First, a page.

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UFC flyweight Ian McCall trying to fix his brain before ending up like the late Chris Benoit

UFC On FX: Alves v Kampmann Photo by Mark Kolbe/Getty Images

Sometimes it’s funny to compare Ultimate Fighting Championship (UFC) fighters to the folks doing theater over in World Wrestling Entertainment (WWE).

Other times it’s not.

UFC flyweight Ian McCall is struggling to make sense of his life — and his mixed martial arts (MMA) career — after suffering from myriad health issues that range from a wonky stomach to a malfunctioning brain.

That’s why “Uncle Creepy” is trying to get out in front of his medical problems by undergoing transcranial magnetic stimulation (“brain treatment”) in San Diego, under the watchful eye of UFC Vice President of Athlete Health and Performance Jeff Novitsky.

From his conversation with The MMA Hour:

“My whole career is a regret … I don’t hold any ill will toward the sport, it’s a weird place that people at the end of their career kind of go over. And no one talks about it, people fight it. I’m not gonna fight it. People make Chris Benoit out to be - I always thought he was a fucking monster for what he did. And then being with (my wife) Alicia and being around wrestlers and the stories you hear about Chris and how good of a person he was and how amazing of a father he was, all of this stuff, and it’s the TBI or drugs - I’m not saying he was on drugs - or steroids or whatever. That stuff drives people crazy and for me to think that through hurting my brain I could hurt someone else, like the people I love? Sorry. Not gonna happen. I’m not going to ever, ever let that happen. So I’m at least going to hop on it now and try and fix it before it gets worse and if I can fight again then cool. If I don’t fight again then sure, my whole career is a regret, but whatever, I had a lot of fun.”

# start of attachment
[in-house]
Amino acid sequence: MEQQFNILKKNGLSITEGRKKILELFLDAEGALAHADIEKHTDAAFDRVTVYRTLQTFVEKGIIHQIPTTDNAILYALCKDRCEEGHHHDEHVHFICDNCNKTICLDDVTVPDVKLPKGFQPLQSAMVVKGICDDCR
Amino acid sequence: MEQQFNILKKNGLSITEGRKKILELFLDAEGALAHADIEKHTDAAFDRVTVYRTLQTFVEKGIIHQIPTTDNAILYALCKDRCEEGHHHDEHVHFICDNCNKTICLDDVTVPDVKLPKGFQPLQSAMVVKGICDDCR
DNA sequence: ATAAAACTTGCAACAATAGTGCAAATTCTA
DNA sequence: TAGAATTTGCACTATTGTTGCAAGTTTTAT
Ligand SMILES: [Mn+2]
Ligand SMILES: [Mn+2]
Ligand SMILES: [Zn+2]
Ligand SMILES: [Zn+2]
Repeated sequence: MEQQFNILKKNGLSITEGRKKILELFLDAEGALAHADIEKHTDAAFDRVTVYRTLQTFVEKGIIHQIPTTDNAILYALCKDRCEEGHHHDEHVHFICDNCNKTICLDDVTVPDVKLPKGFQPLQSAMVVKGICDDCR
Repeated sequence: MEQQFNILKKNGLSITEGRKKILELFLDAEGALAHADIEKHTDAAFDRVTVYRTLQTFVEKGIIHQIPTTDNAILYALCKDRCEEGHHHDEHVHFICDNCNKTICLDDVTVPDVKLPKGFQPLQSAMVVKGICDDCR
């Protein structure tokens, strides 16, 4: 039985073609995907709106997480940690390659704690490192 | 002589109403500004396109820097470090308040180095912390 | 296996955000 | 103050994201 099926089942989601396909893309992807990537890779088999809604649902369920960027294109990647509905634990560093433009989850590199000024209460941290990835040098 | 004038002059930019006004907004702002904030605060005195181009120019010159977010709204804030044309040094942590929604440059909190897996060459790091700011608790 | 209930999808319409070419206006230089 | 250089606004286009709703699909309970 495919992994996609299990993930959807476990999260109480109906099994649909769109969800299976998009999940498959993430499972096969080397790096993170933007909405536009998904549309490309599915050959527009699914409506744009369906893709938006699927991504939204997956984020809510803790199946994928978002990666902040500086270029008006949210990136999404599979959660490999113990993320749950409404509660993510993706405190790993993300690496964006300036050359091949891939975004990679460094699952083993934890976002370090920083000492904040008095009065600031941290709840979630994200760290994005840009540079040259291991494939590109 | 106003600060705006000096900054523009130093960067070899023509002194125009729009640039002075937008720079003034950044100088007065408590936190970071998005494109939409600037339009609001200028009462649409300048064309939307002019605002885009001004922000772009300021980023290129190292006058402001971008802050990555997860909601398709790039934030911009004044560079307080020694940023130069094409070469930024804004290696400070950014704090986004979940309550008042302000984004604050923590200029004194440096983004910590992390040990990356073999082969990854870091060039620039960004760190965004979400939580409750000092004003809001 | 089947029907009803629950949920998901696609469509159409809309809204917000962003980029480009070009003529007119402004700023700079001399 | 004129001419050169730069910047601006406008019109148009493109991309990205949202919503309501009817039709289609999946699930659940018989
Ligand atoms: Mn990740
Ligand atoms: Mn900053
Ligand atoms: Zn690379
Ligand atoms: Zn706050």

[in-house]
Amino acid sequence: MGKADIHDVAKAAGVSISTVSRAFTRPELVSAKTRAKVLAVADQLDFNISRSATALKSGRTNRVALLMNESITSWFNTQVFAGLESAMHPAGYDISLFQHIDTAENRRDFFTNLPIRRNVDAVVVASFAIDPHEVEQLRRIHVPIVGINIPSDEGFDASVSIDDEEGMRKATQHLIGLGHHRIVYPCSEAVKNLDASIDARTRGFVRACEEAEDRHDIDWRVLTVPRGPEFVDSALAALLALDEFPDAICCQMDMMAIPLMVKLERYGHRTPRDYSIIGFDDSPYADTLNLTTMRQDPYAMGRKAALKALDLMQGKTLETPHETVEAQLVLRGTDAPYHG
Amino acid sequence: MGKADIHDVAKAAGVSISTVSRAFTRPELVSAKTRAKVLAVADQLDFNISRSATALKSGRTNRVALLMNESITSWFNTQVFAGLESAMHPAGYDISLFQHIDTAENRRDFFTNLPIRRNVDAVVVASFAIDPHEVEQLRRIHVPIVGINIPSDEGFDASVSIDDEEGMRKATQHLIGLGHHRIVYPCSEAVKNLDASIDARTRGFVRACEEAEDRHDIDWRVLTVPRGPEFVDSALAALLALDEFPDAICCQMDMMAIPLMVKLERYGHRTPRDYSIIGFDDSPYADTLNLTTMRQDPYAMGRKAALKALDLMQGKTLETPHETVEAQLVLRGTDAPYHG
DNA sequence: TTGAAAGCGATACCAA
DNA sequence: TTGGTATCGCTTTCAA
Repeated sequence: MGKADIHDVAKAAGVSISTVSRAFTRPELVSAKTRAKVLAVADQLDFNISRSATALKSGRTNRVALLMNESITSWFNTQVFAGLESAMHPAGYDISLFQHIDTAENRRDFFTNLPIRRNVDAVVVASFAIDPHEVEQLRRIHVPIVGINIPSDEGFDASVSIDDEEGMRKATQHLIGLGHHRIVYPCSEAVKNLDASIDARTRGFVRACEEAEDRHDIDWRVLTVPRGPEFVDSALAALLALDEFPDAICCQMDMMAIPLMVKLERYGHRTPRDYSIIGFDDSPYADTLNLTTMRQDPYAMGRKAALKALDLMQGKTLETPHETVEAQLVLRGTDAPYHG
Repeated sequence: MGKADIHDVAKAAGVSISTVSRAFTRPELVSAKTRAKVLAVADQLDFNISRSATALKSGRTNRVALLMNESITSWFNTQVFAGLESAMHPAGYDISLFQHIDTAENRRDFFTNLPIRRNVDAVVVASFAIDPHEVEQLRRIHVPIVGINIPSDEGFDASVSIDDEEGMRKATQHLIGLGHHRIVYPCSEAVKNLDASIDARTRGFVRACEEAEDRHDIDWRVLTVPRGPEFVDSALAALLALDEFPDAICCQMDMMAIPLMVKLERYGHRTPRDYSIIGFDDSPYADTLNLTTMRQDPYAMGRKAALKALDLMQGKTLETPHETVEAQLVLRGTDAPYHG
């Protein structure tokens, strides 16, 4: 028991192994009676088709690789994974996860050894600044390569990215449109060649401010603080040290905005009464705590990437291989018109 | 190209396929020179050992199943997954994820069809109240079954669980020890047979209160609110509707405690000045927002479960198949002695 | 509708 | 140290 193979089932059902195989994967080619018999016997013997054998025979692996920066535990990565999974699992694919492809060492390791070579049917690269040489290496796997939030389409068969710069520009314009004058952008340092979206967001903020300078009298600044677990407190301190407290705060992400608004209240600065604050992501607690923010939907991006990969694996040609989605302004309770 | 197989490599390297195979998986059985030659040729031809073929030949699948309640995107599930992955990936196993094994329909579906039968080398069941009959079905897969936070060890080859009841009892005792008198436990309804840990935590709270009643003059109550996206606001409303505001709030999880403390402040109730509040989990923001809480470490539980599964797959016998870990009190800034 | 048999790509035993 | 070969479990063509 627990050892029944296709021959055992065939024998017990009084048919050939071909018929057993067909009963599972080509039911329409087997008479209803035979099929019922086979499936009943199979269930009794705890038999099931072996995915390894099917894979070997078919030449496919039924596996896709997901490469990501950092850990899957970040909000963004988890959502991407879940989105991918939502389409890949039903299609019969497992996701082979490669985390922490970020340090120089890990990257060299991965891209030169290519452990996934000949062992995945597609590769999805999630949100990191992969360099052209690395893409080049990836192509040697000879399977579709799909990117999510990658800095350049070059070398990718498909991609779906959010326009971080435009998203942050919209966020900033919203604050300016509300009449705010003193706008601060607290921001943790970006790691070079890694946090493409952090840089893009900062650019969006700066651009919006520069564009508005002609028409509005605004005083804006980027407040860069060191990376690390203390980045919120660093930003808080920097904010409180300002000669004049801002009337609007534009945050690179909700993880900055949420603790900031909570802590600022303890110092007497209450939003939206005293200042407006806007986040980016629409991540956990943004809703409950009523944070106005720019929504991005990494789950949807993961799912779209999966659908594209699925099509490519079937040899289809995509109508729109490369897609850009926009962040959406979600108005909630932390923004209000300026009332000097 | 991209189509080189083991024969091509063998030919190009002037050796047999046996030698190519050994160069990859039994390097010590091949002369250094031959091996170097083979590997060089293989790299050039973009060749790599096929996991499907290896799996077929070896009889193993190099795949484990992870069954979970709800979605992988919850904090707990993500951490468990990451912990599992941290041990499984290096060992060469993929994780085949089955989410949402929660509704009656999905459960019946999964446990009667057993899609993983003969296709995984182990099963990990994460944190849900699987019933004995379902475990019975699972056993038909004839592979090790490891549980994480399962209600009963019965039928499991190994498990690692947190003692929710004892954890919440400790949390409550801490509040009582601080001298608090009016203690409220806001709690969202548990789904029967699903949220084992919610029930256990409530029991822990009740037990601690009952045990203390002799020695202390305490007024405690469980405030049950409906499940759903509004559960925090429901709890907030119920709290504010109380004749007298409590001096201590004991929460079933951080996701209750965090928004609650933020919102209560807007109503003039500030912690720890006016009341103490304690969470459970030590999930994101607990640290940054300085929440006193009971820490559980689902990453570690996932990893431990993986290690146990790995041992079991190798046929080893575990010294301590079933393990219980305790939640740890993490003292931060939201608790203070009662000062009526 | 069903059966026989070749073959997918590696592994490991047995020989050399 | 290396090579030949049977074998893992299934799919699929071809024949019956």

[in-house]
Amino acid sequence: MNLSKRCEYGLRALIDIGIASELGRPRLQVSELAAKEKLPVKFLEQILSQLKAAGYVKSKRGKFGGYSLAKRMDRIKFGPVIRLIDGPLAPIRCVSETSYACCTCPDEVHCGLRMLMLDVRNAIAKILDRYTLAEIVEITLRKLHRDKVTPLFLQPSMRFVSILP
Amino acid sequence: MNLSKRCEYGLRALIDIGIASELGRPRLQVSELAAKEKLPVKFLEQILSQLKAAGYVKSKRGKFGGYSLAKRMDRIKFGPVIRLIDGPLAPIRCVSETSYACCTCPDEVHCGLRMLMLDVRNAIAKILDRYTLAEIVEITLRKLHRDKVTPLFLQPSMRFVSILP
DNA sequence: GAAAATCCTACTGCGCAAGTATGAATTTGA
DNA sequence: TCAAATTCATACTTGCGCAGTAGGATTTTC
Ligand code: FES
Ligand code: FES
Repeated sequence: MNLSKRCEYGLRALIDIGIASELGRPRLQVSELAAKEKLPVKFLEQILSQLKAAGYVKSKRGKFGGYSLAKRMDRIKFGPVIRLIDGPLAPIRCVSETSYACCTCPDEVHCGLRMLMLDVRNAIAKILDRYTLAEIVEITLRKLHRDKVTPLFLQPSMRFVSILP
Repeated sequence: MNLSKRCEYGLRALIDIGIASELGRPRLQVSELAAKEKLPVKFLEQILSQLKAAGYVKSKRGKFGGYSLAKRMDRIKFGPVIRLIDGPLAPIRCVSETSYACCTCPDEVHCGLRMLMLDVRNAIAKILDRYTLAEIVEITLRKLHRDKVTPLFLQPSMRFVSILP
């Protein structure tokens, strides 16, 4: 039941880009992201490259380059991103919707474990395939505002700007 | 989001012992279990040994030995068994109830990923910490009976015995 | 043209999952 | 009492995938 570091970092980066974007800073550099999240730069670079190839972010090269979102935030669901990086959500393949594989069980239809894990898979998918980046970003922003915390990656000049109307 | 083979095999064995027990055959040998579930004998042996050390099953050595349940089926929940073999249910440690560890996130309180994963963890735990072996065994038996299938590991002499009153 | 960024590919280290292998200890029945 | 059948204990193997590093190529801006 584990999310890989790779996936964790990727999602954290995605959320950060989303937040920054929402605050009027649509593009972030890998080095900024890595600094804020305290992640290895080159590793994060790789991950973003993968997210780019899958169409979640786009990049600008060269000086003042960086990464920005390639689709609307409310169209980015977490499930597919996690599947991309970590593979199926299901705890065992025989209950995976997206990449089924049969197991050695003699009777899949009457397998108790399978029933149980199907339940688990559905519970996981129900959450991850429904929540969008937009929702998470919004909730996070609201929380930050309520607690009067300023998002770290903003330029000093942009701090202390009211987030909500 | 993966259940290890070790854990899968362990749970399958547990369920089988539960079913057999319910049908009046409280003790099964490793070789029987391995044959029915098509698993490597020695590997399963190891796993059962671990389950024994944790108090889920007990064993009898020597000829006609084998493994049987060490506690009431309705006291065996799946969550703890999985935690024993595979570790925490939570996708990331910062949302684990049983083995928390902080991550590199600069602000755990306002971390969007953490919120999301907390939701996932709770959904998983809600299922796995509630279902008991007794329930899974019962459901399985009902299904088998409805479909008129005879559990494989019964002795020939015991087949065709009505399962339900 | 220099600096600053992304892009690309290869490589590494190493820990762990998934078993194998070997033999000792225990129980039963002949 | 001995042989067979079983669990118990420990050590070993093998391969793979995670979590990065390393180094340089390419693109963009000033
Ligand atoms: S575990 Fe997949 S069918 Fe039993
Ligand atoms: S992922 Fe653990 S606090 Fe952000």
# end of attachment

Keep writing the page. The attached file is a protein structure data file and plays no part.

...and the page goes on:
McCall admitted to experiencing “bouts of rage, bi-polar symptoms, and out-of-nowhere crying.”

Benoit was one of the top names in professional wrestling for the better part of a decade, until June 2007 when he murdered his wife and seven-year-old son before committing suicide.

It’s widely-believed that Benoit’s brain damage — stemming from years of physical abuse inside the ring — played a role in the murders and helped push for more efforts into understanding and combatting Chronic Traumatic Encephalopathy (CTE).

McCall (13-5-1) has not competed since a unanimous decision loss to John Lineker in early 2015.

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